and municipal inspectors removed signs in a haredi (ultra-orthodox)
area of Beit Shemesh calling for segregated sidewalks for women on Sunday
night. Police said crowds of men surrounded the inspectors, adding that the crowds were dispersed without incident.
The sign removal followed a report aired by Channel 2 on Friday night showing an
eight-year old modern orthodox girl afraid to walk 300 meters to school
because of harassment from some haredim because of her attire. The
reporter also interviewed a haredi man saying it was permissible to spit
at even a school age girl if she was not dressed "properly."
PM: No place for harassment or discrimination in Israel
Metzger: Haredim have no right to force segregation on bus
Earlier on Sunday, a crowd of haredim [ultra-Orthodox] attacked a Channel 2 camera crew in Beit Shemesh. The
crew was in the city to film street signs discriminating against
women as a follow-up of their original exposé, and were attacked by residents opposed to their presence.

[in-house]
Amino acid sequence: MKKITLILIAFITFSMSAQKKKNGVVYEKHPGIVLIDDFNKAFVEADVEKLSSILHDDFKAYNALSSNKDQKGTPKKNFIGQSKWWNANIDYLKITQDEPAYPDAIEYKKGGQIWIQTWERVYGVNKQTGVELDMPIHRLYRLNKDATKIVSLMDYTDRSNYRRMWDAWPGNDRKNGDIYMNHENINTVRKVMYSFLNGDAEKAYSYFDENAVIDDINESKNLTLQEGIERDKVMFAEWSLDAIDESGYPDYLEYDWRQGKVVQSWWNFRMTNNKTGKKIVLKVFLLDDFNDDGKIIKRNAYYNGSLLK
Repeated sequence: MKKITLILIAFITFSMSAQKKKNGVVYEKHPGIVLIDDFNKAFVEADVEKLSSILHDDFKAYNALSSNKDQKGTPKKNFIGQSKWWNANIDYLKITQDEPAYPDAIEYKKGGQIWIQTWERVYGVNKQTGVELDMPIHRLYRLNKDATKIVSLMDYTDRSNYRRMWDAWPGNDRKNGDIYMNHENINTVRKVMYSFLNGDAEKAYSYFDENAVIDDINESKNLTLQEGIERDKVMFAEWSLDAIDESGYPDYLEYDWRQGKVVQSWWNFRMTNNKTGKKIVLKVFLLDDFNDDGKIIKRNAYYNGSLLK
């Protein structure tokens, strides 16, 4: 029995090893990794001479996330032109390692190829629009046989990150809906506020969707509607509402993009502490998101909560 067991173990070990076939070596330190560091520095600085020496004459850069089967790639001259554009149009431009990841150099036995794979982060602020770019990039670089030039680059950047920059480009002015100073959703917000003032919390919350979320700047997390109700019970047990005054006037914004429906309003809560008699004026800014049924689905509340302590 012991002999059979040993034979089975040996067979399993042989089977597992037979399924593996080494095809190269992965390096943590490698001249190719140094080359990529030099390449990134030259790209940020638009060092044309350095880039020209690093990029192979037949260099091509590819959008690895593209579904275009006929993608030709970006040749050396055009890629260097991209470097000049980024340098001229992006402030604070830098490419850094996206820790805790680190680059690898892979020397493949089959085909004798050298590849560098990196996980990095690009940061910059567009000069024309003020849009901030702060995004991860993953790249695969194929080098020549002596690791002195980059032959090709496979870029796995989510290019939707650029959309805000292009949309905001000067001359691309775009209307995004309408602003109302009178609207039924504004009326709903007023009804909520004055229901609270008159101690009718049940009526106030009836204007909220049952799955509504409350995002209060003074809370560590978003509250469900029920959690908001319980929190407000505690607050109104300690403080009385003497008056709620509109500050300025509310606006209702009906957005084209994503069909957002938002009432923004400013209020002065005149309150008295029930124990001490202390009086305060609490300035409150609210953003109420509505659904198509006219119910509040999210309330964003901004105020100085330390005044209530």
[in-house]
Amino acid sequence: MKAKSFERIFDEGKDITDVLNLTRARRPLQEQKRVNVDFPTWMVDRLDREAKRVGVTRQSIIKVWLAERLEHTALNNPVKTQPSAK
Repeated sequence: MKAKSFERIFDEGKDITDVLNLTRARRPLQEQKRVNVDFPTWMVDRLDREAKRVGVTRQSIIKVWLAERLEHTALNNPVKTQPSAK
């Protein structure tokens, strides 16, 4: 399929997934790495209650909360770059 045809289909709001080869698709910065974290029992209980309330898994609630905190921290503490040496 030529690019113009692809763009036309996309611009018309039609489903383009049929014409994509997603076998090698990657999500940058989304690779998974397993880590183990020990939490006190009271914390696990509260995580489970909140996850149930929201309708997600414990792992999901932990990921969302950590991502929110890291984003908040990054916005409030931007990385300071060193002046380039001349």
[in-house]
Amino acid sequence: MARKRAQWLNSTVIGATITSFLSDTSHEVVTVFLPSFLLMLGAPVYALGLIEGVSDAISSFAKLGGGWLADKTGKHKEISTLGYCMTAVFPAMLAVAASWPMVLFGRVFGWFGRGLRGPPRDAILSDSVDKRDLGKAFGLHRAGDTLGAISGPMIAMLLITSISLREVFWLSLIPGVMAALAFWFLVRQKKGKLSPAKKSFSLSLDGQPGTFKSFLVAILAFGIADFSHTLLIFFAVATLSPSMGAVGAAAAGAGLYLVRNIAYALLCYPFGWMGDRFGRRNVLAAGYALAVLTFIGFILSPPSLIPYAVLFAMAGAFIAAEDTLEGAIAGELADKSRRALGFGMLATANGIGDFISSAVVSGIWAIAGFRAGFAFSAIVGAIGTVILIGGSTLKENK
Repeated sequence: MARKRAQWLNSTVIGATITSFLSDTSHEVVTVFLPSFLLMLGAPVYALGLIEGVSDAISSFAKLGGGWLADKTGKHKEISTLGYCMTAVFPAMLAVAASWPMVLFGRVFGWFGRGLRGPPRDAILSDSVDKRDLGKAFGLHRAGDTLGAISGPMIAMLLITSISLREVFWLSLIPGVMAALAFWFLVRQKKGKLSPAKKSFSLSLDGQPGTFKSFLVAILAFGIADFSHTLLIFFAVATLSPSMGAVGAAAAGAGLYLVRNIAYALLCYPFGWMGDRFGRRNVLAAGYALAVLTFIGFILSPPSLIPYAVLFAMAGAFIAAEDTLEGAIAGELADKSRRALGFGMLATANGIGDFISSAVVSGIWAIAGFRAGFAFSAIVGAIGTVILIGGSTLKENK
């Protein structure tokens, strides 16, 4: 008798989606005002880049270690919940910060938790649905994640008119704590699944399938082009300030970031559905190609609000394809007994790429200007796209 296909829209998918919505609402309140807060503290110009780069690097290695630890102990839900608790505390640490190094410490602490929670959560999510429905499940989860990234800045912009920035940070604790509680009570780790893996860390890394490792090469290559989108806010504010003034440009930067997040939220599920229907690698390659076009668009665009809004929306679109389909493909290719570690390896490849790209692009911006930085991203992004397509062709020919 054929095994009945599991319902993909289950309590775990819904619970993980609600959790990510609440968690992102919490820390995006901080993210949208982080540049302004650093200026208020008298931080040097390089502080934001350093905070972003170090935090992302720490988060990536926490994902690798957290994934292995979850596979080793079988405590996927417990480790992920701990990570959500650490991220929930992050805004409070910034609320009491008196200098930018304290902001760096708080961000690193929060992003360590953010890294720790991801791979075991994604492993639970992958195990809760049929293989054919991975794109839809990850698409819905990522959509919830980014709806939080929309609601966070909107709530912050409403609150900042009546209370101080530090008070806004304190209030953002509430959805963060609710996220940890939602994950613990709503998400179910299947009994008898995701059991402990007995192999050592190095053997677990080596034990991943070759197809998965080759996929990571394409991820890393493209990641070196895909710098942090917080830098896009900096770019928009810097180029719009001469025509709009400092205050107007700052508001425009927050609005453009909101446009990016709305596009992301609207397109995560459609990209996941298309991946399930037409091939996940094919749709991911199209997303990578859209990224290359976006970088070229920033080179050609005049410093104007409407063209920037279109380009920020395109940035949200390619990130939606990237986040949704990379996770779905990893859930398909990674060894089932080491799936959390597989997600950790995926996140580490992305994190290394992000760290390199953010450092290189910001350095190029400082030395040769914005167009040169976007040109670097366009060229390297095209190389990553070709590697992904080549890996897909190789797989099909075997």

"They called us 'Israel haters,' beat us with their hands and threw stones at us," a Channel 2 reporter said.
crew alerted the police who arrived at the scene of the incident. "If the
police hadn't intervened within 10 minutes, I don't know how it would
have ended," the journalist said. The police escorted the team out of the city.
The reporter said that the assailants smashed the windows of the cars
that the team had arrived in, and also broke some of the equipment they
He explained that they had gone there following Prime Minister Binyamin Netanyahu's statement earlier in the day, saying that discriminatory signs should be removed.
The reporter emphasized that no one tried to stop the attack, and added: "I don't know if they recognized me from the report that we filmed in the city,
but that's not important... All morning people were talking about an
extreme group, but I saw dozens of people full of hate, and nothing